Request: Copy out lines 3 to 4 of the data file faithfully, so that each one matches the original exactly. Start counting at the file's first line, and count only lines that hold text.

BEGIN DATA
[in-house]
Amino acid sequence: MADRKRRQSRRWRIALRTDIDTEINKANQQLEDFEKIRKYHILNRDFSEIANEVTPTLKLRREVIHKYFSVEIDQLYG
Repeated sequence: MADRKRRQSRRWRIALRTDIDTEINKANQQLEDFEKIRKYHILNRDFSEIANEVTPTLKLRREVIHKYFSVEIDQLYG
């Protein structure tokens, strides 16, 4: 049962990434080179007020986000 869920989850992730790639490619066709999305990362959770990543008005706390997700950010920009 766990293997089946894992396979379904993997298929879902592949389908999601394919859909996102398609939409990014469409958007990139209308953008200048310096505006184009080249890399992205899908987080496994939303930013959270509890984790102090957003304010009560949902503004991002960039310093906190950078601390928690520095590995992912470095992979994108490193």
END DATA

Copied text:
Repeated sequence: MADRKRRQSRRWRIALRTDIDTEINKANQQLEDFEKIRKYHILNRDFSEIANEVTPTLKLRREVIHKYFSVEIDQLYG
């Protein structure tokens, strides 16, 4: 049962990434080179007020986000 869920989850992730790639490619066709999305990362959770990543008005706390997700950010920009 766990293997089946894992396979379904993997298929879902592949389908999601394919859909996102398609939409990014469409958007990139209308953008200048310096505006184009080249890399992205899908987080496994939303930013959270509890984790102090957003304010009560949902503004991002960039310093906190950078601390928690520095590995992912470095992979994108490193």